Study flow is shown in Figure 2. A total of 56 patients were randomized and received at least 1 dose of study drug; 54 were included in the analysis population, and 53 completed the study visits. Patient demographic and clinical characteristics, as well as concomitant medication use, are shown in Table 1.
Platelet function over time
Pre-treatment platelet reactivity was 285 ± 46 PRU and 298 ± 47 PRU among the patients randomly assigned to receive prasugrel and clopidogrel, respectively. Residual platelet reactivity was lower 24 hours after the last dose of prasugrel compared with clopidogrel (78 ± 36 PRU vs. 196 ± 81 PRU); IPA was 72 ± 12% after prasugrel administration compared with 35 ± 23% after clopidogrel administration (Fig. 3). No patients assigned to prasugrel and 11 patients (42%) assigned to clopidogrel displayed high residual platelet reactivity.
Figure 4 shows the cumulative proportion of patients returning to baseline platelet reactivity over the washout period. In the prasugrel group, ≥50% of patients returned to baseline reactivity by washout day 6, ≥75% by day 7, and ≥90% by day 9; in the clopidogrel group, ≥50% of patients returned to baseline reactivity by washout day 3, ≥75% by day 5, and ≥90% by day 6. Washout day 7 was the day at which the proportion of prasugrel-treated patients who had returned to baseline reactivity was closest to the proportion attained by the clopidogrel-treated group at washout day 5 (22 [78%] vs. 22 patients [85%], respectively). Similar findings were observed using the definition of return to baseline as <20% IPA, except 90% of patients in the clopidogrel group had recovered by washout day 7 rather than day 6.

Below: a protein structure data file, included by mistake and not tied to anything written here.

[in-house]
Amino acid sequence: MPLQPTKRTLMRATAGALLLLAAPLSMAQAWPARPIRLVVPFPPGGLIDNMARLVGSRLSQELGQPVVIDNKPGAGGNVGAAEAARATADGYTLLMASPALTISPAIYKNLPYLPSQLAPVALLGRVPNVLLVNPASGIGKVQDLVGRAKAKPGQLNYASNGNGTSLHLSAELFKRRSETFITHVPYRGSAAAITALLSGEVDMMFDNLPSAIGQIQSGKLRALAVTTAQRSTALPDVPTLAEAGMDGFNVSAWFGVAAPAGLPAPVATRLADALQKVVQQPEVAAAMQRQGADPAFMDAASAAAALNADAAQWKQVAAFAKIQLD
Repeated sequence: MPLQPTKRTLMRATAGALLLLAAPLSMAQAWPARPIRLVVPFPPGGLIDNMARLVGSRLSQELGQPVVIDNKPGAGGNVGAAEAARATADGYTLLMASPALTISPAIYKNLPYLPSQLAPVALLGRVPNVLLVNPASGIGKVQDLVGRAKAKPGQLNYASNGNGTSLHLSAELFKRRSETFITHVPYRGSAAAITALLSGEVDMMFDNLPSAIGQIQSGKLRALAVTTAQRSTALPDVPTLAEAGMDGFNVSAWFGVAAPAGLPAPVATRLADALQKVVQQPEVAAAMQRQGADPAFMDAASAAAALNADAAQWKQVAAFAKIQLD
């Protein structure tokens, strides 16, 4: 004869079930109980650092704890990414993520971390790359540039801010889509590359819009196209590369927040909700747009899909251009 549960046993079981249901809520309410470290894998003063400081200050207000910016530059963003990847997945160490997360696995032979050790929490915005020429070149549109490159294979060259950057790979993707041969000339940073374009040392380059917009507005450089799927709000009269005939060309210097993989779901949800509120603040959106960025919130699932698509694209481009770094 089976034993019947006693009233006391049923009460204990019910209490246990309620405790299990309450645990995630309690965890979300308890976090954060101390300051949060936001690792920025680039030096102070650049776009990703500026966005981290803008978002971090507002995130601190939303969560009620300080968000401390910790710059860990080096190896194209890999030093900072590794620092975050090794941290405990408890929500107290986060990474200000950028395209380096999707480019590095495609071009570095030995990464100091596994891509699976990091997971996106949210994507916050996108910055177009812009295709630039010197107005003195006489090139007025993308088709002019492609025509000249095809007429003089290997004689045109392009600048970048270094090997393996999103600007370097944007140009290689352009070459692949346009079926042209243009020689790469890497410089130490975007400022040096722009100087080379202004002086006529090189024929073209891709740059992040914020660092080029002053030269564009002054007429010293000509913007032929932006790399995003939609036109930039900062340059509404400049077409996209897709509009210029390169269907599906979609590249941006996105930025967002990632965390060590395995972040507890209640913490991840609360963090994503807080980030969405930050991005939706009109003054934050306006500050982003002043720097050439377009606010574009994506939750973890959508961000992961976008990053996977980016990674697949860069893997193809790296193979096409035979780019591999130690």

Predictors of recovery time
According to multivariate analysis, the level of platelet reactivity before study drug exposure and the IPA 24 h after study drug discontinuation were independently associated with the number of days to the return to baseline platelet function (p < 0.0001 for both; adjusted R2 for final model = 0.72). Treatment assignment was not associated with recovery time after adjusting for these variables.
Ten patients in the prasugrel group and 5 in the clopidogrel group experienced treatment-emergent adverse events; none was serious. The adverse events were considered study drug–related in 4 prasugrel-treated patients and 2 clopidogrel-treated patients (Table 2). No bleeding events were reported although 2 prasugrel-treated patients experienced an increased tendency to bruise. One clopidogrel-treated patient and no prasugrel-treated patients discontinued study drug due to an adverse event.